The limits of gambling

People who like to gamble have a lot more options available to them than they used to.

The Marcuses’ three-day pilgrimage had taken them across a region suddenly awash in slot parlors and Las Vegas-style casinos, what with New York, New Jersey, Connecticut, Delaware and Pennsylvania getting in on the action. And the competition between the gambling halls is growing fiercer.

Mount Airy, the working-class resort once known for its red heart-shaped bathtubs, is one of three dozen combatants in a market where the only way to survive is by taking customers from a rival.

New Jersey is so worried about a $1 billion drop in annual revenue at its 11 Atlantic City casinos that Gov. Chris Christie proposed a state takeover of the gambling district and a large cash infusion to rejuvenate the beachfront resort.

New York already has electronic slot machines at eight racetracks, including the Yonkers and Monticello raceways, and is trying to get another gambling hall up and running in the biggest market of all: New York City, at the crumbling Aqueduct racetrack in Queens. And the Shinnecocks of eastern Long Island recently won federal recognition as an Indian tribe, allowing them to open a casino, as the Mohegan and Mashantucket Pequot tribes of Connecticut did.

So Pennsylvania authorized the introduction of table games last month at its thriving slot machine parlors, a move that officials hope will bring even more gamblers and tax revenue to the state. In the year ending June 30, Pennsylvania collected nearly $1.2 billion in slot machine taxes, 23.4 percent more than in the previous 12 months.

I bring this up for two reasons. One, even if all of Texas’ gambling interests see their champagne wishes and caviar dreams come true next year, the casinos and resorts of Louisiana and elsewhere that now attract Texas’ gamblers won’t give up all that business without a fight. They’ll offer incentives, reduce room rates, increase prizes, and generally do things that will decrease everybody’s profit margins. This is something else to keep in mind when you hear yet another rosy projection about how much money gambling will mean to the state.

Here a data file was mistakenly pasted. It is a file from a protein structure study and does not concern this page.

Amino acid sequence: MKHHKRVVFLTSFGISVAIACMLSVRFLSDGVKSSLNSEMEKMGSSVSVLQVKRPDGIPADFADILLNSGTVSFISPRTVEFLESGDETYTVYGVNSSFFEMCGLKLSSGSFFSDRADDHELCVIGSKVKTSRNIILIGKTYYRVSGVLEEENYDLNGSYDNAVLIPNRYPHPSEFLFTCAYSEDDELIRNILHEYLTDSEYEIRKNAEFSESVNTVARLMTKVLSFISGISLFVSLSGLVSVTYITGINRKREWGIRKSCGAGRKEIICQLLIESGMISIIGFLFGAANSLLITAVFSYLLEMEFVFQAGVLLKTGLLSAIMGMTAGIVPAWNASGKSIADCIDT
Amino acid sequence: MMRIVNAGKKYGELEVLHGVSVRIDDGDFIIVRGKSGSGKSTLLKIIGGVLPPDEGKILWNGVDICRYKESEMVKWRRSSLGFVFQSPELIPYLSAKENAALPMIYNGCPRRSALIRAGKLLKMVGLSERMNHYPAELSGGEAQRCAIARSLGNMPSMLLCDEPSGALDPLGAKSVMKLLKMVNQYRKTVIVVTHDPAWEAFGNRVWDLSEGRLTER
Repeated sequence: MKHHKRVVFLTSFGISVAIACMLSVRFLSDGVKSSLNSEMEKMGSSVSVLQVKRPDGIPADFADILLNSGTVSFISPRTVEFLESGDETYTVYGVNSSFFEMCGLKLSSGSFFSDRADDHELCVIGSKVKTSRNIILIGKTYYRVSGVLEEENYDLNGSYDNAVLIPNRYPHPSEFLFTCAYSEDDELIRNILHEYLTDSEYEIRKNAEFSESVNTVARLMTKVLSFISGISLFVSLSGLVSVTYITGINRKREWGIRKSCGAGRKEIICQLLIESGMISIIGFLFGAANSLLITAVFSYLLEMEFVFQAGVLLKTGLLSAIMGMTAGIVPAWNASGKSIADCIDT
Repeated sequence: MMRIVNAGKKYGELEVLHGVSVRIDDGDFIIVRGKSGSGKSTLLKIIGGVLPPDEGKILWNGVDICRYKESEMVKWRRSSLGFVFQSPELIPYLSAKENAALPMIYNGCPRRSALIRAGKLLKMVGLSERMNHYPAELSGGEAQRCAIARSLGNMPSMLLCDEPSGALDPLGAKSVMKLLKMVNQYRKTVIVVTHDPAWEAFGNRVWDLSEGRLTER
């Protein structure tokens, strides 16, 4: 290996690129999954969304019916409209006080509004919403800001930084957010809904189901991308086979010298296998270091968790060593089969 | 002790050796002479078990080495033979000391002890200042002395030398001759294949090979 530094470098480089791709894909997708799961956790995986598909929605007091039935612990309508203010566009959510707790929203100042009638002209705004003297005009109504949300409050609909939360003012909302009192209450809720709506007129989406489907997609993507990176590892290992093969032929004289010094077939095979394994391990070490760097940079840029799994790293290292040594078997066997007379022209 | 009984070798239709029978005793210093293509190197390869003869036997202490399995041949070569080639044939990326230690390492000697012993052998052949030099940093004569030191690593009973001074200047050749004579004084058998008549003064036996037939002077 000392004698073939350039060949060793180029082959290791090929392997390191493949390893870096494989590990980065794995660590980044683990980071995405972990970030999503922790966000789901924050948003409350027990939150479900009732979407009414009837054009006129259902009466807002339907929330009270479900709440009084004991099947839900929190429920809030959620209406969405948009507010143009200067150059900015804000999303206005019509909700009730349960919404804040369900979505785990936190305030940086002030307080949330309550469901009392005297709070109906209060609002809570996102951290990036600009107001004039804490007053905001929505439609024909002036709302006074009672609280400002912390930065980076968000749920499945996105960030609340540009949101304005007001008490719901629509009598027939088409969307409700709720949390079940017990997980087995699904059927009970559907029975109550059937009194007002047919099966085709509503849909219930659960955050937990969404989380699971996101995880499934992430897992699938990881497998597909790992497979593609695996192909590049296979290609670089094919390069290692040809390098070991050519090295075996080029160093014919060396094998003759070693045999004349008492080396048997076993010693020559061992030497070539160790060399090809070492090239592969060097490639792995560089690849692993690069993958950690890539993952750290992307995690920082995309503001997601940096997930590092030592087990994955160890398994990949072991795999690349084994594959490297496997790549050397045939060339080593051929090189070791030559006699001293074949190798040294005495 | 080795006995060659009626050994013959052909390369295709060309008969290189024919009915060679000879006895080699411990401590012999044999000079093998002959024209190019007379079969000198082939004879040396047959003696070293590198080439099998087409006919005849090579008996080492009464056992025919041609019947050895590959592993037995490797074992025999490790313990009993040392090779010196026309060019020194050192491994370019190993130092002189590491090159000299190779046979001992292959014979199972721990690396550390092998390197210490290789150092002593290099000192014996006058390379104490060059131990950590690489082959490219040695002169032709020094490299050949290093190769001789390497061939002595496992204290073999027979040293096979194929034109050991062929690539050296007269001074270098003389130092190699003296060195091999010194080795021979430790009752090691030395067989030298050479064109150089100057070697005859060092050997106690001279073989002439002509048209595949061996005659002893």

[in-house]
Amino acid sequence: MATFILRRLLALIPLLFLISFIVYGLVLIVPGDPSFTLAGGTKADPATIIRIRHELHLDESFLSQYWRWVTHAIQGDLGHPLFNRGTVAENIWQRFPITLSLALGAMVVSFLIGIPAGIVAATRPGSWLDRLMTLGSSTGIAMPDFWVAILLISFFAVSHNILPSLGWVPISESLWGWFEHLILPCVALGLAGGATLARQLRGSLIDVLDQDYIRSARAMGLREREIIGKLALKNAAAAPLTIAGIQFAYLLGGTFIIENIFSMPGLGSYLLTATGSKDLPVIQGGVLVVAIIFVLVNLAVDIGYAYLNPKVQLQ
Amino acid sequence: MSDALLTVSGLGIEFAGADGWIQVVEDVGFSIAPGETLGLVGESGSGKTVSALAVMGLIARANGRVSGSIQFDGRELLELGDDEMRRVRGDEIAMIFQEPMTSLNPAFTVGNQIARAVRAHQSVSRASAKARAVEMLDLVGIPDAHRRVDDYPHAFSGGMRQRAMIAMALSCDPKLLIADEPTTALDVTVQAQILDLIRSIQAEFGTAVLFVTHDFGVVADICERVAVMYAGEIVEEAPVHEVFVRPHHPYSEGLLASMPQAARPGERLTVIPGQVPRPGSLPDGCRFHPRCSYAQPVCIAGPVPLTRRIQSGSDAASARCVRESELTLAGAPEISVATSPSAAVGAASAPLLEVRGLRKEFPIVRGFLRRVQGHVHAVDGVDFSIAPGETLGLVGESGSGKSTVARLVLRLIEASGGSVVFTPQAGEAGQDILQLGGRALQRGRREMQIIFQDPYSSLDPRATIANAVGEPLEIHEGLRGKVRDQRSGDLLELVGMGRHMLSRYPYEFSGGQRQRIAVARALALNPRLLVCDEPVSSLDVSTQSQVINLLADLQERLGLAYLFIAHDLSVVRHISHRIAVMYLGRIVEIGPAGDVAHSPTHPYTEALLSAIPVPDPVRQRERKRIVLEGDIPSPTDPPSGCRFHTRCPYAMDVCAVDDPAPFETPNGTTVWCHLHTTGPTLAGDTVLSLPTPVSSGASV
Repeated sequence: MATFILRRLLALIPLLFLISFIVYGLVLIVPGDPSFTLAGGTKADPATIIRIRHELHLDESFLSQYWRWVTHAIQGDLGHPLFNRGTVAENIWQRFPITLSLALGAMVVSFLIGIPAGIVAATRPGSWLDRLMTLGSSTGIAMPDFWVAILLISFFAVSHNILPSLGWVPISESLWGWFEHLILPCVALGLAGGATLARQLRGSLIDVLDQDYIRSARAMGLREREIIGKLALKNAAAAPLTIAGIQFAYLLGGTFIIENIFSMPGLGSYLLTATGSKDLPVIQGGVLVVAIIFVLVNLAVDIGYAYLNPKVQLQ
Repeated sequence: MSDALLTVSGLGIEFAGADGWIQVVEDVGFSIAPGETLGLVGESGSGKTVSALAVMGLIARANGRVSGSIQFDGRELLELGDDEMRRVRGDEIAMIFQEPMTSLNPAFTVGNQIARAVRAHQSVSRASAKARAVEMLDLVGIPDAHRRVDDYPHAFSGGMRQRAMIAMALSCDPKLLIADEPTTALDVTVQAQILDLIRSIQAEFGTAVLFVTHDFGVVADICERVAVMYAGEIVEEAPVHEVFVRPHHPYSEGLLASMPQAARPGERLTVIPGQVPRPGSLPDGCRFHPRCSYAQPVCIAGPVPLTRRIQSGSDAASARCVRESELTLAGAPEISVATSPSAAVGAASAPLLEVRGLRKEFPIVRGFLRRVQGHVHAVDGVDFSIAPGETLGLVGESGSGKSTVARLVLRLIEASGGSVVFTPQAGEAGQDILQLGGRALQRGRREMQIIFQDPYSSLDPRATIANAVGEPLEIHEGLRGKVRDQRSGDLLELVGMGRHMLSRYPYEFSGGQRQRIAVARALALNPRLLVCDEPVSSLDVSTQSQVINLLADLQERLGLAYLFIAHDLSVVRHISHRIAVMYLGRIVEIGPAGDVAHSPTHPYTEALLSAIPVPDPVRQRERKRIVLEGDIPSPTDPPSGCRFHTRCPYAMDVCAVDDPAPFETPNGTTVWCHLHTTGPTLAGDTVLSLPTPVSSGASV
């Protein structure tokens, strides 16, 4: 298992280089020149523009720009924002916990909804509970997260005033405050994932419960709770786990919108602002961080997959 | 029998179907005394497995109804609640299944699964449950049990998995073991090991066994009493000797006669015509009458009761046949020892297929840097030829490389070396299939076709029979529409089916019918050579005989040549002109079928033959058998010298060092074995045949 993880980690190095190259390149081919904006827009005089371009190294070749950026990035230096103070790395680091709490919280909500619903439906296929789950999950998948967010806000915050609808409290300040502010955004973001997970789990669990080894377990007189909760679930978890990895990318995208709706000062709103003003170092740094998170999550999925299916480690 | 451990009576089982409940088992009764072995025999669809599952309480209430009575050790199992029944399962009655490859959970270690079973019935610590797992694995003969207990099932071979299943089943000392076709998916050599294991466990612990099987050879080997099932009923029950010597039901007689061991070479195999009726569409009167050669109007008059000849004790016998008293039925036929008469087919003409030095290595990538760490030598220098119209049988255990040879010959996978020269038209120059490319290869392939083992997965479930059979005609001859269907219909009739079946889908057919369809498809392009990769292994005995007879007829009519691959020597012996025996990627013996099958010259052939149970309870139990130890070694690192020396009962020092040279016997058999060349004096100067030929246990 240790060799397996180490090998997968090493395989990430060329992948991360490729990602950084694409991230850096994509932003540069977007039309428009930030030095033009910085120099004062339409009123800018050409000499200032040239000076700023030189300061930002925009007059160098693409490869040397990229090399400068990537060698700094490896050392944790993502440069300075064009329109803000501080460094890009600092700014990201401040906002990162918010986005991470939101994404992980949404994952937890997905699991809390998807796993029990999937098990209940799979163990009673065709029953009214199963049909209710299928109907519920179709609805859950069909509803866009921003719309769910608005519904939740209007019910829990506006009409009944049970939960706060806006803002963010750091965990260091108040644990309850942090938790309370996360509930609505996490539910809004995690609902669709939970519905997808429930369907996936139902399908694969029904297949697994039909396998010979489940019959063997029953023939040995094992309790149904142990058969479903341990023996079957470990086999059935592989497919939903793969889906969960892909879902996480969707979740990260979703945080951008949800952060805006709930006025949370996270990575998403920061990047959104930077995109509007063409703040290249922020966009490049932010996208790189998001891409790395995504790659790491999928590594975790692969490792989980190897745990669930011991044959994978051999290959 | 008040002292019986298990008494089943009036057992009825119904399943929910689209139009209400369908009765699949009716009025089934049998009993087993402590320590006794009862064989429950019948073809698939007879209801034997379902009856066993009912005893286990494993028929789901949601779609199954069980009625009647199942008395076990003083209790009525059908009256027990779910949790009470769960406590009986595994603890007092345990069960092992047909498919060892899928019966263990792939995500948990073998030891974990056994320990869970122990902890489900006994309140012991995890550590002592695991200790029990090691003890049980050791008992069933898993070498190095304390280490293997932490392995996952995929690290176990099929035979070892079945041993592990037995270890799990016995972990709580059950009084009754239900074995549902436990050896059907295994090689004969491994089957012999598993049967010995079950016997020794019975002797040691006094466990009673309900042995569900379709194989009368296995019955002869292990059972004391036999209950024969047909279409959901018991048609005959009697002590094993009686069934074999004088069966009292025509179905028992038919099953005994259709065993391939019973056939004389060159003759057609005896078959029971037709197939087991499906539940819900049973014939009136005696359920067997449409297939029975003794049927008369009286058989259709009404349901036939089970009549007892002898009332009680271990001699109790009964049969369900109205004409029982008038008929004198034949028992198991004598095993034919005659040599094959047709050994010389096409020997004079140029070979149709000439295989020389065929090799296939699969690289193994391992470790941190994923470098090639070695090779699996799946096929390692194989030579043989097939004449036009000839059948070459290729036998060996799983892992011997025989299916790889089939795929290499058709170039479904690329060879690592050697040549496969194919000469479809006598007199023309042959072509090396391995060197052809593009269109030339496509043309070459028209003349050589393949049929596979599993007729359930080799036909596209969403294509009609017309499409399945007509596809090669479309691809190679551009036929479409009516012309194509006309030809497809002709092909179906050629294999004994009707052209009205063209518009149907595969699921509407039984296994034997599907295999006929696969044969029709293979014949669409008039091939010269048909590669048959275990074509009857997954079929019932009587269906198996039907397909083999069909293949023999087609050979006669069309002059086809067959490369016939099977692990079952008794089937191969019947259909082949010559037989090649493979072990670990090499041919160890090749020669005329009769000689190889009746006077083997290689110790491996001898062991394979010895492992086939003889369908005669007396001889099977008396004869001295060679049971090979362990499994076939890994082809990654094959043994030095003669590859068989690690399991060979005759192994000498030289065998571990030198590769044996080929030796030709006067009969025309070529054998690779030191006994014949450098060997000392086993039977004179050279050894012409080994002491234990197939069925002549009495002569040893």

And two, as a boy from New York City, I can’t read the words “Mount Airy” without hearing this:

They had other seasonal variations, but it’s the “Beautiful Mount Airy Lodge” bit that’s forever etched into my brain. When Olivia and I were in the Hudson River Valley last month, as we were driving from Newark Airport to Hyde Park, we passed an exit for The Poconos, and my dad and I instantly started singing the jingle. Some things, you just never escape. Link and post title via Yglesias, who I’m pretty sure is too young to remember those ads.

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2 Responses to The limits of gambling

  1. William Hughes says:

    I read this article and immediately thought of the jingle as well.

    By the way, this is off-topic, but you mention being with your father last month. The SI Advance wrote this article a couple of weeks back and I thought you might be interested:

  2. Ah, thank you for finding that. I knew my dad was going to speak to someone at the Advance, but I hadn’t heard anything further about it. Nice to know he can still create copy. 🙂

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